(ADD Moment:  The reason that this is all good news is that when a guy with an imagination like mine is confronted with the typical and expected fears that go along with a pregnancy, some crazy ideas come to mind:  “Mr. Dunn, here is your son.  Unfortunately, he was born with the head of a weasel.” “Mr. Dunn, we regret to inform you that your daughter will only be able to communicate with you through poorly attempted Sean Connery impersonations.”)

I’m not sure how to recover from all the weasel-head talk.  Seeing and hearing the heartbeat, though, was the best.  171 BPM (!!!!!).  That’s fast, ya’ll.  Like a proud papa, I’m carrying around a picture of my little one (and when I say “little one,” I mean it.  3/4 inch long, to be exact) in my wallet and showing it to friends and strangers alike.  I’m beside myself with excitement, finding myself talking to Julee’s midsection, and sometimes listening to it, imagining what I might hear.  (I’d be freaked out if I heard, “You’re the man now, dog!”)

So far I’ve learned how much we really depend on gender to identify someone.  Every time I talk about the baby, I waffle between “he,” “she,” and a very impersonal “it.”  Gender inclusive language should not apply to those in utero.  I’ve also learned that being the one who regularly washes dishes is not so bad.  I’ve also learned how much fun it’s been to share my happiness with friends and family, yet trying to be sensitive to those who want to have children but haven’t yet, since I know a little about what it’s like to feel what they feel.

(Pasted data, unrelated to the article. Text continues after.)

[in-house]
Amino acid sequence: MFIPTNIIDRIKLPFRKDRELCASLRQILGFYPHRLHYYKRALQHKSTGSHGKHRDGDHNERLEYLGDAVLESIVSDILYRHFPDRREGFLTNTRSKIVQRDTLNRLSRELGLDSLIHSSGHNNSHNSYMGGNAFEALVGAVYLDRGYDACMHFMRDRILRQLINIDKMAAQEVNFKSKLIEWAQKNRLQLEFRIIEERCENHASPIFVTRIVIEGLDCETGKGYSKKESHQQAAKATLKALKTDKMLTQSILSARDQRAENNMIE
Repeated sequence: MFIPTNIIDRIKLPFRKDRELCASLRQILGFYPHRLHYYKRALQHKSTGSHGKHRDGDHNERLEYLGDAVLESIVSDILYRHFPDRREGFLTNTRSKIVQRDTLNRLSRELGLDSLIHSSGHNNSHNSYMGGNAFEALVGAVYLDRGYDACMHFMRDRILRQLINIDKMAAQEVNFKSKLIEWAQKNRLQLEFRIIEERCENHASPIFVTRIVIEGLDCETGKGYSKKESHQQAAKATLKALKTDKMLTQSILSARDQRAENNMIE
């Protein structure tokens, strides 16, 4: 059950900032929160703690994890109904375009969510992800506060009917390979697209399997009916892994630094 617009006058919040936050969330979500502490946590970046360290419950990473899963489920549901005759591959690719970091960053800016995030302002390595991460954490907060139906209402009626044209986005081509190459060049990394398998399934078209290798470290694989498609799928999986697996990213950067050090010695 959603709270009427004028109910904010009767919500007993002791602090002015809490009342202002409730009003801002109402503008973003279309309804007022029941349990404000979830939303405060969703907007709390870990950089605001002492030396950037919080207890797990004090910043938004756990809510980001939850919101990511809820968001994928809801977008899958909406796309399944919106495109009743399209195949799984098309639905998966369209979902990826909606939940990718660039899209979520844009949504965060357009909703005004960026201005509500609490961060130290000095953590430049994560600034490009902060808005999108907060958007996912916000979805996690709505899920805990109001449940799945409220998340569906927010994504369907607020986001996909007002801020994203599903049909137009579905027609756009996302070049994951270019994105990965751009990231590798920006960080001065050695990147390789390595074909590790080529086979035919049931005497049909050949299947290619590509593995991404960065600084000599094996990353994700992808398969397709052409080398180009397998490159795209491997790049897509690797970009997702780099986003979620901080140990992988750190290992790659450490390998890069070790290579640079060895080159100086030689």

But right now, I love what it’s like to be about to be a dad.


A dream come true!

November 4, 2009

Julee’s perspective:

“There’s a real baby in there!”  That’s what I said to Jason after seeing the ultrasound and hearing the little one’s heartbeat (171 BPM…that baby’s working hard!).  It was the most amazing moment of my life thus far.  I know I’ll be saying that about a lot of moments over the next 8 months.  It was such a joy to see the little one (and I mean little!) growing inside me.  I’m still not sure it’s really sunk in yet.  But seeing and hearing our baby, did help to make it a little more concrete, rather than just an idea.

As you’ll read in Jason’s post, it took a little while to actually get pregnant.  Without going into much detail, my body wasn’t working like it was supposed to for about a year.  It brought up so many questions and doubts.  It even brought up some stress between Jason and me.  After about a year of trying, we decided to take a break.  We went back to intentionally preventing it.  This was a difficult decision, but we felt that God was using my body to tell us it wasn’t time yet.  And as painful and frustrating as that was, we know that God knows what He’s doing.

In June, we felt it was time to try again…with the fear that maybe my body still wouldn’t work properly.  But also knowing that God is in control, and if He thought it was good timing, then He would make it happen.  So, again, without too much detail, everything work properly, and 3 months later….we’re PREGNANT!

As a woman, this has been the thing I wanted most in my life (after getting married).  I have wanted to be a mom for as long as I can remember.  This is the most amazing and surreal experiences of my entire life, so far.  And I cannot believe that God would think so much of Jason and me to bless us with this.